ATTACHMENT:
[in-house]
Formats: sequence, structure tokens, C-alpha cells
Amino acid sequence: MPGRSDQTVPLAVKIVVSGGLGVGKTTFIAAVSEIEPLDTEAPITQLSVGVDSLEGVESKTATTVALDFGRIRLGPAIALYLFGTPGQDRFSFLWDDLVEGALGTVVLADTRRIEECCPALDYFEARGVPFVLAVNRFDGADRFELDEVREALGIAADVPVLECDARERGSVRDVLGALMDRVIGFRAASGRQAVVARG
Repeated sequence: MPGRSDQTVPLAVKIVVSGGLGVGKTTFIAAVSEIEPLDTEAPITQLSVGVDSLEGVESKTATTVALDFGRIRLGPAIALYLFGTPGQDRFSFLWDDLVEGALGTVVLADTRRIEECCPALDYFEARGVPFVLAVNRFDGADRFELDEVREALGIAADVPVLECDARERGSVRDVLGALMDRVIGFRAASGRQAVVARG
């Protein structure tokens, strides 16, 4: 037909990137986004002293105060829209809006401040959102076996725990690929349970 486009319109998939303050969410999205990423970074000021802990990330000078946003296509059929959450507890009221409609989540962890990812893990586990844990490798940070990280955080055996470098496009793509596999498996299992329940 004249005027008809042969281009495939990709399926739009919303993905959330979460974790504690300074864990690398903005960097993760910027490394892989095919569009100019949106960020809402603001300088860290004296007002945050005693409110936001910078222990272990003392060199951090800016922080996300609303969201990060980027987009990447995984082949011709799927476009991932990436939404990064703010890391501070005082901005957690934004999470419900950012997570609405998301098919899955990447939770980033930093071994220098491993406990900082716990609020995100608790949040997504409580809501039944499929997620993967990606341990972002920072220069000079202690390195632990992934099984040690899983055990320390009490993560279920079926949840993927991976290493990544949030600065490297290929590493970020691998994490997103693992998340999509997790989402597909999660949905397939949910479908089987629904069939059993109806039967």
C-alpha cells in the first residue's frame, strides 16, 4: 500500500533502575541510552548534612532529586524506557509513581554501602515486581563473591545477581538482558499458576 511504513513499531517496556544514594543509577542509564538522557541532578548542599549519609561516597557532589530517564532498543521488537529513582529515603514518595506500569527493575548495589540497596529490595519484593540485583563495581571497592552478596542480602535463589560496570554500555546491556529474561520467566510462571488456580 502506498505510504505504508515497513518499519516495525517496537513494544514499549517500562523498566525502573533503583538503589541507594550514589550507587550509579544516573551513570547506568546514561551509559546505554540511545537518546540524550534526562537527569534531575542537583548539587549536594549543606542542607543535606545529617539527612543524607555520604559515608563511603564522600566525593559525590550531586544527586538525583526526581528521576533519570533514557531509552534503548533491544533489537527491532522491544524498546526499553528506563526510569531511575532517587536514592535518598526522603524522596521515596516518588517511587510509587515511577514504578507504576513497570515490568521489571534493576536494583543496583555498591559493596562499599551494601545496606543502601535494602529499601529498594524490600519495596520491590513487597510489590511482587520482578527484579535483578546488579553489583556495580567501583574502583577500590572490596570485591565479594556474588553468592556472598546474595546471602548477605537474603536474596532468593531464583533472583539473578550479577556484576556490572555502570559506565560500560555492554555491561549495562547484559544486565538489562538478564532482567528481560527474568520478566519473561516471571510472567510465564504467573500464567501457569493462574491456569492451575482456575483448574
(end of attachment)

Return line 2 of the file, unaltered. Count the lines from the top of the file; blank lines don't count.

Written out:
Formats: sequence, structure tokens, C-alpha cells